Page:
"I publicly blame my lack of recent involvement in the DOC on my crazy schedule when in reality, I’m sick of feeling judged, alienated, and deserted by the group that’s supposed to support and encourage me and everyone else touched by diabetes."I've noticed that this general sentiment cycles through our community every so often; a visible, vocal frustration concerning the dichotomy of our open, supportive reputation and the harsh reality that not everyone who approaches the community is welcomed with open arms. When we're really down, it can take a lot of the dwindling energy and motivation we have to actually reach out and say "Hey, I'm having a really hard time. Help.", and when those pleas go unanswered, we feel abandoned.
I also worry (a lot) that some of the "look at what I can accomplish with diabetes!" stuff does more harm than good; perhaps for some, it does more to discourage than inspire. For some who have reached their rock bottom, the bright lights are less illuminating and more blinding. The further you are from "okay", the more resentful and bitter you become of those who have achieved some semblance of it and your ears and eyes and heart shut out exactly everything that others want them to take in. When you're deep down in it, there is no suggestion or advice or solution or logic that can work. When diabetes, or life, or anything has drug you down and nailed you to the floor and made you so convinced that even your tiniest little effort will be futile because failure is your mode now and there's no hope left - what can anyone do for that person then?
It becomes difficult, again then, when we all come to the table with differing expectations and needs. Some of us find what we need in reading the words of others; for some a tumble down a YouTube vortex sets them right for awhile. Some of us need immediate responses; some of us require just one person to speak up and say they get it. Some of us need drama. Some of us need attention.
None of it's wrong, assuming we're being honest about our situation. The trouble lies in what we reasonably expect the role of others to be.
I'm not saying our community doesn't have assholes in it or people who embellish the truth (or just selectively tell it) or people who perhaps take themselves a bit too seriously. We have exactly those people, just like the rest of the world, because our diabetes community is a microcosm. Diabetes doesn't discriminate.
What I've been thinking about, moreso today than normal, is what our role might be for each other. We are no official community; there are no credentials required or tests passed or rules for membership - we are this living, evolving, semi-solid of an organism whose adhesive is some combination of circumstance and empathy, a call to both arms and duty. What keeps us together, and what I hope we remember in times of divisiveness, is sameness. We're all dealing with this same horrible thing. It may not always look or act the same, and we may not all react to it in the same way, but all of it is horrible.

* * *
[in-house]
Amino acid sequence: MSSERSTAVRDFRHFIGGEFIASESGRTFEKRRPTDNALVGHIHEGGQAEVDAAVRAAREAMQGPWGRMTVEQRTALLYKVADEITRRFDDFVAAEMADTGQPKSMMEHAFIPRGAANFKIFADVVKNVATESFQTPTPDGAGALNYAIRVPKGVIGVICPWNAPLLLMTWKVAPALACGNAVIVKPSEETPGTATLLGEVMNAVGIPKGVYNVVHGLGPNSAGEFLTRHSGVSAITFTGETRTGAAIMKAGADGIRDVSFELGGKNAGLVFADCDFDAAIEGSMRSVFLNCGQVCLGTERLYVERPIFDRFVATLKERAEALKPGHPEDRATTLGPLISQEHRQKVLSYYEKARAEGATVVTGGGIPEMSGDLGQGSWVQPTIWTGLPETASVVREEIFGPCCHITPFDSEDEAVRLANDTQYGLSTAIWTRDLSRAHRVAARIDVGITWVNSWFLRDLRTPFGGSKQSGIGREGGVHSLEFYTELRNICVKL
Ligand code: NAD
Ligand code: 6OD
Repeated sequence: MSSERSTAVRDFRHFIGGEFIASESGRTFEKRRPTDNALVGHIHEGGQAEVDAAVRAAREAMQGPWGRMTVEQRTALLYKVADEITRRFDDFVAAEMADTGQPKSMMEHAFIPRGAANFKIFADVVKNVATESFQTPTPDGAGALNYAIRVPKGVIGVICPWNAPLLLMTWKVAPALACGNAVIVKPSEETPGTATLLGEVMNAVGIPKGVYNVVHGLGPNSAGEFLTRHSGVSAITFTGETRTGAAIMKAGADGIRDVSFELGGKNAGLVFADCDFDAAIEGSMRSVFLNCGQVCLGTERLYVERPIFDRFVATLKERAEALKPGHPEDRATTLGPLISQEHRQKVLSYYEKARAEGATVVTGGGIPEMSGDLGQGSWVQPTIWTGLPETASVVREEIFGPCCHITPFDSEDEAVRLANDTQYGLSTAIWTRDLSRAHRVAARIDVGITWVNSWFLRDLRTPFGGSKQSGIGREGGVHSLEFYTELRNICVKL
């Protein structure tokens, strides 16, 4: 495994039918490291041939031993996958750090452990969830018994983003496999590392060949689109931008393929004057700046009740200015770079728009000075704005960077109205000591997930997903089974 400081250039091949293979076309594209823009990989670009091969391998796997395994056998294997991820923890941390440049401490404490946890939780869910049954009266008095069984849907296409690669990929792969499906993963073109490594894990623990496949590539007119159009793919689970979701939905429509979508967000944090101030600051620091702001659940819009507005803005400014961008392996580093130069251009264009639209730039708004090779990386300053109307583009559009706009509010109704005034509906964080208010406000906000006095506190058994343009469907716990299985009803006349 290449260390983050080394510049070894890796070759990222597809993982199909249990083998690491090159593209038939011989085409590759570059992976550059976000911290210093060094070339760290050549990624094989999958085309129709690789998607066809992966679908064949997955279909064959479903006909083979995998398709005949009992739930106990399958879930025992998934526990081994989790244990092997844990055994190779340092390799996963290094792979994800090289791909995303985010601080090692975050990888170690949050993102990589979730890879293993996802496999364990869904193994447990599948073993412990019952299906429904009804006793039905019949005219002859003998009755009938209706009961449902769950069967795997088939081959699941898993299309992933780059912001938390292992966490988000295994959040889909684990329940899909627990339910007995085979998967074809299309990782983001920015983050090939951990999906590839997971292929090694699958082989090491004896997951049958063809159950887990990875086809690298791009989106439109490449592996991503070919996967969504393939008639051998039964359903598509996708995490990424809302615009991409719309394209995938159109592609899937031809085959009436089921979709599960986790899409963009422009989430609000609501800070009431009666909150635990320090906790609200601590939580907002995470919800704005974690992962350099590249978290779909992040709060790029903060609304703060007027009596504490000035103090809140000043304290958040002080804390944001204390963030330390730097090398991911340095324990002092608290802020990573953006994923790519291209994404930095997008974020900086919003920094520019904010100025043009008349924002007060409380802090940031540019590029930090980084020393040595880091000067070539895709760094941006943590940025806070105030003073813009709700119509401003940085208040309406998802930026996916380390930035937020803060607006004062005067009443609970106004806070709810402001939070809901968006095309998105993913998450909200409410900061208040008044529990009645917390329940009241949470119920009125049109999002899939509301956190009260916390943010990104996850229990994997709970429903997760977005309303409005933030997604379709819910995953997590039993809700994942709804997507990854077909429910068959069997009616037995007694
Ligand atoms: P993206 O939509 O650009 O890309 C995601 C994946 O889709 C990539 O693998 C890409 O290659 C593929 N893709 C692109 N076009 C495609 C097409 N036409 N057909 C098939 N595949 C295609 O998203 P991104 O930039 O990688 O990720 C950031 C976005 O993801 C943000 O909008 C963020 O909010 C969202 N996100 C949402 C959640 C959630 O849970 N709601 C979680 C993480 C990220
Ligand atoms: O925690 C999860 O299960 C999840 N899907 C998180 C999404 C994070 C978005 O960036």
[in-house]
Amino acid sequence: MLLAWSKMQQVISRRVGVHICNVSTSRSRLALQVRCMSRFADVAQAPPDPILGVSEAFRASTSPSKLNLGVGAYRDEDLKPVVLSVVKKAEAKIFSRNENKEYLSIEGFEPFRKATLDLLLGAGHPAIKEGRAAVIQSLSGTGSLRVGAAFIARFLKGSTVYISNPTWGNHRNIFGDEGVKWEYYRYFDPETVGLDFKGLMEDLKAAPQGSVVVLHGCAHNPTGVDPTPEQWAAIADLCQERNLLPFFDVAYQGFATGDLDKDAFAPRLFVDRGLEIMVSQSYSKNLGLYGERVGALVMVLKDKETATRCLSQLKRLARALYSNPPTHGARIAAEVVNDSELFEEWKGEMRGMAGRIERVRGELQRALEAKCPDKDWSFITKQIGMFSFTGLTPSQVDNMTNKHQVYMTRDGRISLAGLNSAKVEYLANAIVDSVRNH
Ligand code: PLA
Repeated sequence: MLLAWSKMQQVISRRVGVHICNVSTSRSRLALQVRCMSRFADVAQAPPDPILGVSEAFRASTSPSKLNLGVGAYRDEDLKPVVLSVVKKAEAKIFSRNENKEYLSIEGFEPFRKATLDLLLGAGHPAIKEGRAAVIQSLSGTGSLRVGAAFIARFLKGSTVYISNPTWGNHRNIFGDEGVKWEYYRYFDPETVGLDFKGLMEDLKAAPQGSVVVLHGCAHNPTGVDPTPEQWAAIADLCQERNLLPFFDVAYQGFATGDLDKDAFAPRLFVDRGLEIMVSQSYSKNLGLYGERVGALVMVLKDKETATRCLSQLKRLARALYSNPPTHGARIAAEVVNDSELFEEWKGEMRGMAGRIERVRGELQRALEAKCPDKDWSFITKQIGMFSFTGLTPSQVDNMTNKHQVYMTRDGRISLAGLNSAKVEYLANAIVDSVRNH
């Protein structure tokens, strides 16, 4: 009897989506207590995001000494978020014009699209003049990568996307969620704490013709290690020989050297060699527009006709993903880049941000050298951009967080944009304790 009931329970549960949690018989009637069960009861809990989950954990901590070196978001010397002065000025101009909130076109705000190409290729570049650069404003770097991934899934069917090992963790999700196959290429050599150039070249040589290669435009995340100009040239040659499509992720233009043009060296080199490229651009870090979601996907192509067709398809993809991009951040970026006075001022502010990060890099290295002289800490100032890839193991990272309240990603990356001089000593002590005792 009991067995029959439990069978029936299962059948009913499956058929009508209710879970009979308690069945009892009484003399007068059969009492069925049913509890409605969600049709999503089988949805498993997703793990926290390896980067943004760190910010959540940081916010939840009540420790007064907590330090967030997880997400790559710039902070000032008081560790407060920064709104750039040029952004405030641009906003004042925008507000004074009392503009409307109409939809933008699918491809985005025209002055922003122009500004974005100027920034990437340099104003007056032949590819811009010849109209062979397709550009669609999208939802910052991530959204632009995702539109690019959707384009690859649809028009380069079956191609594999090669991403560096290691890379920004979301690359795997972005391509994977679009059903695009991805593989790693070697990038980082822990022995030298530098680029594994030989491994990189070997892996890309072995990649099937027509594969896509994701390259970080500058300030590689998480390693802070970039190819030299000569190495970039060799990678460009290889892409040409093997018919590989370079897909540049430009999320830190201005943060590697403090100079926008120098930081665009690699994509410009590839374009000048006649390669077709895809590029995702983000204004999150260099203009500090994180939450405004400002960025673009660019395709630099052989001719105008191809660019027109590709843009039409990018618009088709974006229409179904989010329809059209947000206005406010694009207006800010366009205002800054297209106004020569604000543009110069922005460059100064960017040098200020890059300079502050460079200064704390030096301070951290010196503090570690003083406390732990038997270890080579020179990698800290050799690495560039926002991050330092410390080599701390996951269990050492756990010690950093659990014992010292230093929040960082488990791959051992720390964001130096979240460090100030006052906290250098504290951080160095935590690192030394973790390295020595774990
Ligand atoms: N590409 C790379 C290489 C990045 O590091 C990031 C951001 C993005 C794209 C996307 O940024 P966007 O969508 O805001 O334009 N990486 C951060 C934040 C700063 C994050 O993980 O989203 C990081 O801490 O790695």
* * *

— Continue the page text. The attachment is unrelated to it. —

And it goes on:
So what can we do?
I don't know, but I can tell you what we can't do. We can't be hammers looking for nails. I think that's where we trip up - we don't have to "fix" everything that's wrong. Sometimes, things just have to be shitty. But if it's shitty out in the open, if we admit and share and yes, sometimes even bask in those feelings out in the open, that takes away the part of the burden that says "I'm a horrible person for thinking this. What is wrong with me? No one else is as messed up as I am."
What you can do is say, "Yes it is, and I'm right in it with you, and we're going to be not okay together."
And if those you open yourself to don't respond in the ways you'd hoped, remember that everyone is dealing with something, even if you can't see it, and the way they respond to you may not be a reflection of you, per se, but a comment on how overwhelmed they already are. Most of us aren't doctors and haven't received any kind of training in how to "help" in these kinds of situations, but we are all human and can offer empathy.
But... empathy requires energy, and if you've already spent yours just keeping yourself afloat, there's not going to be much to spare for others. We can't be everything for everyone and expect to have anything left for ourselves at the end of the day. (Spoons, and all that.)